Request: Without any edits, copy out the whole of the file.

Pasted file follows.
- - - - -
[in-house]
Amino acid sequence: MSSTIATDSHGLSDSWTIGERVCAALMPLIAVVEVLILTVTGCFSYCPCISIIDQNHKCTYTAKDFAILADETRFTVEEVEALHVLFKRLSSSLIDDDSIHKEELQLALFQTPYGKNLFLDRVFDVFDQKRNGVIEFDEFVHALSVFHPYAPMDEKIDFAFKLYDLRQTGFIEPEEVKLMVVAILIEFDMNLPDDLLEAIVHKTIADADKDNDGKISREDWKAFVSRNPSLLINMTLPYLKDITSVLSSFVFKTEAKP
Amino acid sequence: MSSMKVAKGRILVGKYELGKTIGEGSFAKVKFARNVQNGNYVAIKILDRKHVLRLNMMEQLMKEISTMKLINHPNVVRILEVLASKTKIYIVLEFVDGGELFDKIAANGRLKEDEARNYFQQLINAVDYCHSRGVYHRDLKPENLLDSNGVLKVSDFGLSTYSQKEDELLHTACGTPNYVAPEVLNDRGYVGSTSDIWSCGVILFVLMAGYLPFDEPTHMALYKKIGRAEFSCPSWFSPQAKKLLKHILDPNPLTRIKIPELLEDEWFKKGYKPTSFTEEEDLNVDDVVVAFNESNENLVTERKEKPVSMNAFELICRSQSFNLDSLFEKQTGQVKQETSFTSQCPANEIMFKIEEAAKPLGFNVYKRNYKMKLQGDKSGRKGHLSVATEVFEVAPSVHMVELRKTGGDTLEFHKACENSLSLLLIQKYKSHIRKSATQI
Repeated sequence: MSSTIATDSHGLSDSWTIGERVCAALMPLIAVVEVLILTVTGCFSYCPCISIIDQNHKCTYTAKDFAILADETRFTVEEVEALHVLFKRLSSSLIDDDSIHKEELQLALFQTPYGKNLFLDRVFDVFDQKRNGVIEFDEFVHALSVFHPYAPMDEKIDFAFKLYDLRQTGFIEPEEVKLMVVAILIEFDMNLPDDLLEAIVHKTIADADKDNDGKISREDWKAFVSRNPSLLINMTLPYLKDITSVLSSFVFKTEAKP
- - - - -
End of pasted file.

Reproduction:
[in-house]
Amino acid sequence: MSSTIATDSHGLSDSWTIGERVCAALMPLIAVVEVLILTVTGCFSYCPCISIIDQNHKCTYTAKDFAILADETRFTVEEVEALHVLFKRLSSSLIDDDSIHKEELQLALFQTPYGKNLFLDRVFDVFDQKRNGVIEFDEFVHALSVFHPYAPMDEKIDFAFKLYDLRQTGFIEPEEVKLMVVAILIEFDMNLPDDLLEAIVHKTIADADKDNDGKISREDWKAFVSRNPSLLINMTLPYLKDITSVLSSFVFKTEAKP
Amino acid sequence: MSSMKVAKGRILVGKYELGKTIGEGSFAKVKFARNVQNGNYVAIKILDRKHVLRLNMMEQLMKEISTMKLINHPNVVRILEVLASKTKIYIVLEFVDGGELFDKIAANGRLKEDEARNYFQQLINAVDYCHSRGVYHRDLKPENLLDSNGVLKVSDFGLSTYSQKEDELLHTACGTPNYVAPEVLNDRGYVGSTSDIWSCGVILFVLMAGYLPFDEPTHMALYKKIGRAEFSCPSWFSPQAKKLLKHILDPNPLTRIKIPELLEDEWFKKGYKPTSFTEEEDLNVDDVVVAFNESNENLVTERKEKPVSMNAFELICRSQSFNLDSLFEKQTGQVKQETSFTSQCPANEIMFKIEEAAKPLGFNVYKRNYKMKLQGDKSGRKGHLSVATEVFEVAPSVHMVELRKTGGDTLEFHKACENSLSLLLIQKYKSHIRKSATQI
Repeated sequence: MSSTIATDSHGLSDSWTIGERVCAALMPLIAVVEVLILTVTGCFSYCPCISIIDQNHKCTYTAKDFAILADETRFTVEEVEALHVLFKRLSSSLIDDDSIHKEELQLALFQTPYGKNLFLDRVFDVFDQKRNGVIEFDEFVHALSVFHPYAPMDEKIDFAFKLYDLRQTGFIEPEEVKLMVVAILIEFDMNLPDDLLEAIVHKTIADADKDNDGKISREDWKAFVSRNPSLLINMTLPYLKDITSVLSSFVFKTEAKP